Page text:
I launched my acting career via night courses and one-off workshops rather than formal drama training. Some of the things I missed learning at drama school I have since picked up through work experience (as well as many things you can only learn by working) but I still come across the occasional training gap.
One came up last month: I got a stage audition and was asked to bring a monologue, something I have never needed before. As time was tight, I learned one from a book a friend lent me, but I don’t think it suited me and I didn’t get recalled.
To pre-empt this happening again I have been looking for monologue material that works for me. I thought it would be easy, but it turns out there are thousands on the internet and trying to choose is doing my head in. I’m wondering if it would be easier to write something for myself, but I’m not sure how to start that process either.
Downloading free monologues or writing your own from scratch are both inexpensive options for actors on a limited budget. In both cases, you want to make sure you don’t lose in wasted time and effort more than you save in cash.
Free online monologues tend to fall into two categories. The good ones, precisely because they are good, are often overused to the point where, like certain musical theatre audition pieces, the listeners switch off or compare you with the last actor they saw do the piece. Many free monologue sites offer pieces specifically written for the site, rather than extracts from longer plays. That doesn’t mean you can’t find good material, but a monologue should show off how well you portray a character rather than how well you can memorise and speak the words.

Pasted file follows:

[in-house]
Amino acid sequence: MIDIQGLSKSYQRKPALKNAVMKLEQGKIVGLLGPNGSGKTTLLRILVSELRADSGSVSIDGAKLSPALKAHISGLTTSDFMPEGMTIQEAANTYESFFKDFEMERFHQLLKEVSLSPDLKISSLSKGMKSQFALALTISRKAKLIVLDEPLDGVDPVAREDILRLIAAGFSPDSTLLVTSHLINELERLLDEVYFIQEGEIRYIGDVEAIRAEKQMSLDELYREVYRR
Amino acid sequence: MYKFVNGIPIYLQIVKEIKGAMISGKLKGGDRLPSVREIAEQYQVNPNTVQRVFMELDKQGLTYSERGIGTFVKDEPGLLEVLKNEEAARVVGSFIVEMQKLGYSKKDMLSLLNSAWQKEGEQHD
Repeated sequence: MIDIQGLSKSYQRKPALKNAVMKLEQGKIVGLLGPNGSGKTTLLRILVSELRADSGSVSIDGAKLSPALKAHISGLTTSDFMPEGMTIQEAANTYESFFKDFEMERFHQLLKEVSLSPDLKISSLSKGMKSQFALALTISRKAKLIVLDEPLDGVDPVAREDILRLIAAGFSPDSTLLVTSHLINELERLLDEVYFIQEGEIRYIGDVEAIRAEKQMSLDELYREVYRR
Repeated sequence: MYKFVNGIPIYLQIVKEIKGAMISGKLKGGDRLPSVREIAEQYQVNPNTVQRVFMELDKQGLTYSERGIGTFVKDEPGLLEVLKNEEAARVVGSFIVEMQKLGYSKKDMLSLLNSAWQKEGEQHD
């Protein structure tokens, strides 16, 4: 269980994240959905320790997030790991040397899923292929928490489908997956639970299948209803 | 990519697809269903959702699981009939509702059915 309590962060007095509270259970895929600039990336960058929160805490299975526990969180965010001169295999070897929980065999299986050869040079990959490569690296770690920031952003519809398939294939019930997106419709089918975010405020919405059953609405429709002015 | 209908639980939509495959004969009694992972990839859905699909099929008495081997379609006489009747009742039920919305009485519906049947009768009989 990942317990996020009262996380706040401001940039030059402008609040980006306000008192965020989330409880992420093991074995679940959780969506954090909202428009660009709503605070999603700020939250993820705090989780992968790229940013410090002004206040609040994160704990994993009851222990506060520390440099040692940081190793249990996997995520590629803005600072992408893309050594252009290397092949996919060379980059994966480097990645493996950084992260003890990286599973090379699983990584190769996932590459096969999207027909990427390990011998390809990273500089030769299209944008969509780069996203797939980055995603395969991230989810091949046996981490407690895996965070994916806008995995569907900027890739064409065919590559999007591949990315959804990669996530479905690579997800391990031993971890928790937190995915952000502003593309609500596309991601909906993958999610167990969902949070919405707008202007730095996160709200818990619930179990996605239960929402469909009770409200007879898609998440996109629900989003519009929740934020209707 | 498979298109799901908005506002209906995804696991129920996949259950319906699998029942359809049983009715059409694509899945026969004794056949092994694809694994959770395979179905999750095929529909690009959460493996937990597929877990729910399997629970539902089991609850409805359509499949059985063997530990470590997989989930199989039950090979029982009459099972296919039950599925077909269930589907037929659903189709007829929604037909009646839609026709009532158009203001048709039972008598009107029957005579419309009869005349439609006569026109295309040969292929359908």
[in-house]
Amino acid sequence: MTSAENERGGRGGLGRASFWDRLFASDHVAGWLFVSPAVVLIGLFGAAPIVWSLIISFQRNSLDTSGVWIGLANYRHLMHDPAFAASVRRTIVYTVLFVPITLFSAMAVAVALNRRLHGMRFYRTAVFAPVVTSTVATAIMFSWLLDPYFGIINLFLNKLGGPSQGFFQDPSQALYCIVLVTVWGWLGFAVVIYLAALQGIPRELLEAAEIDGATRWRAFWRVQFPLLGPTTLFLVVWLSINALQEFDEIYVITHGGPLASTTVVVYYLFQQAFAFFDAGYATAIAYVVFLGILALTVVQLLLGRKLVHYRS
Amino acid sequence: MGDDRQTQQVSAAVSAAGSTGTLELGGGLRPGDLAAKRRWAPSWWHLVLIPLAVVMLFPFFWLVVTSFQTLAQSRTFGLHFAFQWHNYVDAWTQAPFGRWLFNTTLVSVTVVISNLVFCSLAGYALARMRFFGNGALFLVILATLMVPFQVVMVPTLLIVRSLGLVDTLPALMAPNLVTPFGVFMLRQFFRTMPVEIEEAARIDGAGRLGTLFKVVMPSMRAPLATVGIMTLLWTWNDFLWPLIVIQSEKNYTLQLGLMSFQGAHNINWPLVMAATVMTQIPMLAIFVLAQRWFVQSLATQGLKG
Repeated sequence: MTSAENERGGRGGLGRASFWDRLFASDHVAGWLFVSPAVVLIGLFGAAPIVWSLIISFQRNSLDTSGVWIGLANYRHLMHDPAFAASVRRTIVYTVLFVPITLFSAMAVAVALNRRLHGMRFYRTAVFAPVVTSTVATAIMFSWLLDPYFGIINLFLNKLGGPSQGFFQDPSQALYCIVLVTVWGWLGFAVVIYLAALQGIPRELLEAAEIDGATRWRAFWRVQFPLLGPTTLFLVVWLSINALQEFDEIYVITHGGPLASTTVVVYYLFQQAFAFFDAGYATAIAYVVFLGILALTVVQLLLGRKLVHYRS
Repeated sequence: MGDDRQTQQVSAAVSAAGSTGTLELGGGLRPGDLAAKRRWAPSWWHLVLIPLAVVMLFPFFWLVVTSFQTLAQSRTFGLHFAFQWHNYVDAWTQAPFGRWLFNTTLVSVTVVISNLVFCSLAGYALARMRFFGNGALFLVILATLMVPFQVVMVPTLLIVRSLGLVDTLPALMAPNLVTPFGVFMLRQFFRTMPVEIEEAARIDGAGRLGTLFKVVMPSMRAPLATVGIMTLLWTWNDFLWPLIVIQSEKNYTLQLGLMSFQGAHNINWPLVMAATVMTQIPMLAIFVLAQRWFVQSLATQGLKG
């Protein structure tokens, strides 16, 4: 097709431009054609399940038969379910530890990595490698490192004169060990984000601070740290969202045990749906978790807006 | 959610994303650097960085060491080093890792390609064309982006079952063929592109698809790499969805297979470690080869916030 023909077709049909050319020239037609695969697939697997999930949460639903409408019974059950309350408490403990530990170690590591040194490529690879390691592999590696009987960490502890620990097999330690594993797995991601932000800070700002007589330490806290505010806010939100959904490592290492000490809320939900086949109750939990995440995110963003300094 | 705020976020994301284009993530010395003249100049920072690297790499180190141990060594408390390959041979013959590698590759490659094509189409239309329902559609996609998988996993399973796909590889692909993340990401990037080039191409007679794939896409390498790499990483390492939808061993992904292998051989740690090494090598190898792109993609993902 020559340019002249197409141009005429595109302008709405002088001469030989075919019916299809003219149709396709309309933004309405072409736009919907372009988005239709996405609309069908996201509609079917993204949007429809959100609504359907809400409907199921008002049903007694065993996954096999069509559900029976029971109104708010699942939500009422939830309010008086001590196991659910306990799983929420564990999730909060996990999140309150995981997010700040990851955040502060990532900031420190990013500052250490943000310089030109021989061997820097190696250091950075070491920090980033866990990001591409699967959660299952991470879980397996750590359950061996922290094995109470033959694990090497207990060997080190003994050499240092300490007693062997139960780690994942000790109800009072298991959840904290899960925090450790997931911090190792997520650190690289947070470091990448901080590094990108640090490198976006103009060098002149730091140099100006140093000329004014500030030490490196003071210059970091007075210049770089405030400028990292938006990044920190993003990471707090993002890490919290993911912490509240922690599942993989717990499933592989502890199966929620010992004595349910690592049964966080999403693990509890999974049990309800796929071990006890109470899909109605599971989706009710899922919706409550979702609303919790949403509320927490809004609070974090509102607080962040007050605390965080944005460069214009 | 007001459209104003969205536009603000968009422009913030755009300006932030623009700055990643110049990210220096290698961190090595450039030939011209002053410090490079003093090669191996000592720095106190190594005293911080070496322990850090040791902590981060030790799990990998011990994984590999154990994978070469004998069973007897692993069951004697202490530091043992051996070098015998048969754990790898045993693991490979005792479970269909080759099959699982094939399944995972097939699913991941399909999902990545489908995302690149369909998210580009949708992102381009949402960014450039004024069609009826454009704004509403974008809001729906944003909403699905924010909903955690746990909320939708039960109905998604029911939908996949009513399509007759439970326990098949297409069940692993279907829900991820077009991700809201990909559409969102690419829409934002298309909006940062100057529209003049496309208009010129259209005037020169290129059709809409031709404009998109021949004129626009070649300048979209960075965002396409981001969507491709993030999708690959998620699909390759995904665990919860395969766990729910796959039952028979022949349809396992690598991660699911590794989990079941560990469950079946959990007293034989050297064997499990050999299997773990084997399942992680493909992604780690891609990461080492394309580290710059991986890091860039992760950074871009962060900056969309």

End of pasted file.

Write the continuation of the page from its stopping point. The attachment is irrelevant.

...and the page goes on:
A well-chosen piece from a play allows you to draw on background and motivation to give your monologue added power even if the audience hasn’t been party to the scenes that have gone before. If you are working with a piece that has been written as one self-contained scene, you will need to put the work in to create your own backstory and context. This is also good practise for when you play small parts in general.
As for writing your own monologue, it is easy for self-penned monologues to fall into the trap of being nothing more than personal stories from the actor’s own life, rather than demonstrations of their ability to portray a character. As such, they fall more into the category of stand-up rather than monologue. Stand-up skills are very useful for actors, but not usually what a producer or casting director who has specifically asked for a monologue will be interested in.
To get around these pitfalls, invest time in reading as many plays as you can. Try to see at least some of them in performance. Even if your end goal is to work with new material or write your own piece, practise with some of the great monologues and ask yourself what makes them effective, what you can learn from them and what new flavour or approach you can bring to them without losing the spirit of the original.
Most of all, find as many opportunities to perform monologues as you can in front of an audience, whether it is your own work or speeches you are trying out. Scratch nights, slam events and monologue-orientated workshops are all valuable in exploring what works for you.
A good actor never stops training, whether they are from a drama-school background or not and mastering monologues now will pay off whenever you have to create or choose good material throughout your career.
Contact careers adviser John Byrne at email@example.com or @dearjohnbyrne
John Byrne is also a writer, cartoonist, performer and broadcaster. Read his advice columns every Wednesday at thestage.co.uk/author/john-byrne